Wednesday, March 17, 2010

Sensory Issues

I know you've heard me talk about sensory issues quite a bit on here, and you may be wonderingwhat in the world I mean. Well, today at physical therapy Super Jane gave me a really good explanation of where all of these "issues" arise. Let's see if I retained enough to explain it all!

Since Jane is a physical therapist, this explanation is from a gross motor perspective, but the general ideas apply throughout the therapeutic disciplines (for Becca, that's physical, occupational and feeding/speech). (Gross motor, by the way, just means big motor skills - walking, crawling, sitting, running, etc. - as opposed to fine motor skills - writing, picking up Cheerios, buttoning buttons. Generally, physical therapists work with gross motor and occupational therapists work with fine motor (among other things).

When we talk about sensory issues from a gross motor perspective, there are basically 3 systems/aspects to consider:
  1. The tactile input you receive when body parts are touching a surface - for example, when Becca is standing holding on to something, she is getting feedback from the ground under her feet and the surface her hands are holding. This information travels through the nerves and to the brain, where it is processed. At the same time, ligaments in each joint are sending messages to the brain as well (I guess also through the nerves...not sure about that). So when you're standing all the joints you are using (like your ankles, hips, etc.) are noting tiny movements and stretching or contracting to make corrections, keeping you balanced.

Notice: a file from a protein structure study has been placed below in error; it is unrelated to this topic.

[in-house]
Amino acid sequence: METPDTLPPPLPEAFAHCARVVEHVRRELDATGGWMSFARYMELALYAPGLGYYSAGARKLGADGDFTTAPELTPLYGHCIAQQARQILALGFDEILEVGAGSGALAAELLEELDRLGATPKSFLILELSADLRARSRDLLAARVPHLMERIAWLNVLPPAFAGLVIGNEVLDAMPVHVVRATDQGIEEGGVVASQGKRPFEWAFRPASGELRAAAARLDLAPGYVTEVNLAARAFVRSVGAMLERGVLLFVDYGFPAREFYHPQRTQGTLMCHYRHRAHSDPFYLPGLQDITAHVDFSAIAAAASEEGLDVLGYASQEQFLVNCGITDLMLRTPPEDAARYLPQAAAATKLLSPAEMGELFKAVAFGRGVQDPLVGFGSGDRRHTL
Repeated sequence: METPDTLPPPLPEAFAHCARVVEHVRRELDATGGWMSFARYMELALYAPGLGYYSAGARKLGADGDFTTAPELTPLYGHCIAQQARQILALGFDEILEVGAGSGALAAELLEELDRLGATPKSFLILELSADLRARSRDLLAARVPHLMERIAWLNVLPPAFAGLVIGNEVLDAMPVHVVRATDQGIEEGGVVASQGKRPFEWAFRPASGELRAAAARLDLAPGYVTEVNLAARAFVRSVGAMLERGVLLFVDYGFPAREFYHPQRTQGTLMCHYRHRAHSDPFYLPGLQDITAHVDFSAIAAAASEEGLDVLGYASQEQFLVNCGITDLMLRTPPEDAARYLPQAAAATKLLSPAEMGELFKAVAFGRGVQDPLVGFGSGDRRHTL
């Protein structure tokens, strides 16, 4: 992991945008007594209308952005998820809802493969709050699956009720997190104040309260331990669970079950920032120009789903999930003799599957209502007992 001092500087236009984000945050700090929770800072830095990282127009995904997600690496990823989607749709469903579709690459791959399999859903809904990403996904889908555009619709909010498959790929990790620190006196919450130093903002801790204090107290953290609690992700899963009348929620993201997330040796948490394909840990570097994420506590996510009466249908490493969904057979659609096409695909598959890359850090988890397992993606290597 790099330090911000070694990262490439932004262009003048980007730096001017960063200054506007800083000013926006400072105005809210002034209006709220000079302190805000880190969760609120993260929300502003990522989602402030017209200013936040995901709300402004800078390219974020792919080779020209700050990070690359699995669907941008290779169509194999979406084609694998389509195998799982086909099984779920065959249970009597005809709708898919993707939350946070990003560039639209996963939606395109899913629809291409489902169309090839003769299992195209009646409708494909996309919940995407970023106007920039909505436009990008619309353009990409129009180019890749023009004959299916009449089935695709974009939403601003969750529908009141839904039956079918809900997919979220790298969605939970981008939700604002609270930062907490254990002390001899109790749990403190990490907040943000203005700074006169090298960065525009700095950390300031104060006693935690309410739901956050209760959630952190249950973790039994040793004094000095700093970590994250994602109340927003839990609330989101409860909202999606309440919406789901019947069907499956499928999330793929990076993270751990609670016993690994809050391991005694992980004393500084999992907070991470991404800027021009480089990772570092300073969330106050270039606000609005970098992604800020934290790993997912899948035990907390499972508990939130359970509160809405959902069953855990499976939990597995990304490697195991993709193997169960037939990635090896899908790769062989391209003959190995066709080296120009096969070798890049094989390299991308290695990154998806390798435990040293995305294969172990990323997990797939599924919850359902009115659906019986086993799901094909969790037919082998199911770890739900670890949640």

2. The visual input you are receiving as you look around, helping you orient yourself in your environment. Are you close to the wall? Can you reach out and touch it? What is the ground like? Rocky? This information is taken in through the eyes (duh) and travels via the optic nerve to several different spots in the brain, where it is processed.
  3. The vestibular system, which, according to Wikipedia, "contributes to our balance and our sense of spatial orientation, is the sensory system that provides the dominant input about movement and equilibrioception. Together with the cochlea, a part of the auditory system, it constitutes the labyrinth of the inner ear, situated in the vestibulum in the inner ear." Got that? Riiight...and that was the easy part of the article! Basically, the vestibular system is based in your inner ear and orients you in your environment and controls balance. That's why you are dizzy when you have inner ear infections, and vertigo is an inner ear issue. Interestingly, the reason the world seems to spin when you are tipsy is that alcohol messes with your vestibular system. Next time you are tempted to over do, remind yourself to be kind to your vestibular system. :) And, like the others, the vestibular system sends messages to your brain to be processed.
Okay, that's how things are supposed to work. Clear as mud?